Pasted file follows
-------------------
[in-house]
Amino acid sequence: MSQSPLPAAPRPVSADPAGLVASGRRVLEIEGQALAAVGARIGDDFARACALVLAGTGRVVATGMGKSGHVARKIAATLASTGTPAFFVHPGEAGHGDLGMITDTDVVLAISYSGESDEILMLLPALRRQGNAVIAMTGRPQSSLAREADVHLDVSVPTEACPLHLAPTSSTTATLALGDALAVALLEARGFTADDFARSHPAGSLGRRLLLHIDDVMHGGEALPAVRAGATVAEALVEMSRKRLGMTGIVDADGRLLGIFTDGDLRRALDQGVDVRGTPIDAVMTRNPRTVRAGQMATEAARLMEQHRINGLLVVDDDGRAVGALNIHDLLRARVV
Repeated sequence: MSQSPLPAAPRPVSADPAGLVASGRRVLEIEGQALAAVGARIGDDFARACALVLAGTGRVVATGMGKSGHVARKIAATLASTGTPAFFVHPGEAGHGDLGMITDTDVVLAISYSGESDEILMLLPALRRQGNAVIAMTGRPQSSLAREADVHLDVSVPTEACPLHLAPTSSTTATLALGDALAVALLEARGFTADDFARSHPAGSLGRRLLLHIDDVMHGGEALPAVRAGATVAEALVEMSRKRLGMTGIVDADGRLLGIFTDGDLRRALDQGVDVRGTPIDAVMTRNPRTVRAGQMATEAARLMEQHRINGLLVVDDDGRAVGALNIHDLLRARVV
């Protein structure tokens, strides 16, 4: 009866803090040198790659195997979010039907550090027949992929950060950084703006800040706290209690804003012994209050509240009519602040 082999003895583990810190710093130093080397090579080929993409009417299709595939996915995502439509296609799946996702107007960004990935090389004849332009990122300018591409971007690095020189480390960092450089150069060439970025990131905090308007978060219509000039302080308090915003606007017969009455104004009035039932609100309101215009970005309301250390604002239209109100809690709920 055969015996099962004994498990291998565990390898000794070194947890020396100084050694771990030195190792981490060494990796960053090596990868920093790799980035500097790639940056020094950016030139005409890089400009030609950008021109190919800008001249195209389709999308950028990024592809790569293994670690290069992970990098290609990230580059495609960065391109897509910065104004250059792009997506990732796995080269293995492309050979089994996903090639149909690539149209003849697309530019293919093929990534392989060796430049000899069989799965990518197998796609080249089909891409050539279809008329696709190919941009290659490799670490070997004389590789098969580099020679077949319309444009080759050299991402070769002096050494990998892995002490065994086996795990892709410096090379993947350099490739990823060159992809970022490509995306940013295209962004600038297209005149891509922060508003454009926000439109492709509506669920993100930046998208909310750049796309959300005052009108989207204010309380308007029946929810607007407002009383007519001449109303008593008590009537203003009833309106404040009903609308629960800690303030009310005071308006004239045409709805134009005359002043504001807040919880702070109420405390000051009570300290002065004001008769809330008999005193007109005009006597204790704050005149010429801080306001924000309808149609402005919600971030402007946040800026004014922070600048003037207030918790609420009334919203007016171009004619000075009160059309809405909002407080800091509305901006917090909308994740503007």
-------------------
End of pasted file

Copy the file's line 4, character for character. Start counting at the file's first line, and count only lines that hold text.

């Protein structure tokens, strides 16, 4: 009866803090040198790659195997979010039907550090027949992929950060950084703006800040706290209690804003012994209050509240009519602040 082999003895583990810190710093130093080397090579080929993409009417299709595939996915995502439509296609799946996702107007960004990935090389004849332009990122300018591409971007690095020189480390960092450089150069060439970025990131905090308007978060219509000039302080308090915003606007017969009455104004009035039932609100309101215009970005309301250390604002239209109100809690709920 055969015996099962004994498990291998565990390898000794070194947890020396100084050694771990030195190792981490060494990796960053090596990868920093790799980035500097790639940056020094950016030139005409890089400009030609950008021109190919800008001249195209389709999308950028990024592809790569293994670690290069992970990098290609990230580059495609960065391109897509910065104004250059792009997506990732796995080269293995492309050979089994996903090639149909690539149209003849697309530019293919093929990534392989060796430049000899069989799965990518197998796609080249089909891409050539279809008329696709190919941009290659490799670490070997004389590789098969580099020679077949319309444009080759050299991402070769002096050494990998892995002490065994086996795990892709410096090379993947350099490739990823060159992809970022490509995306940013295209962004600038297209005149891509922060508003454009926000439109492709509506669920993100930046998208909310750049796309959300005052009108989207204010309380308007029946929810607007407002009383007519001449109303008593008590009537203003009833309106404040009903609308629960800690303030009310005071308006004239045409709805134009005359002043504001807040919880702070109420405390000051009570300290002065004001008769809330008999005193007109005009006597204790704050005149010429801080306001924000309808149609402005919600971030402007946040800026004014922070600048003037207030918790609420009334919203007016171009004619000075009160059309809405909002407080800091509305901006917090909308994740503007």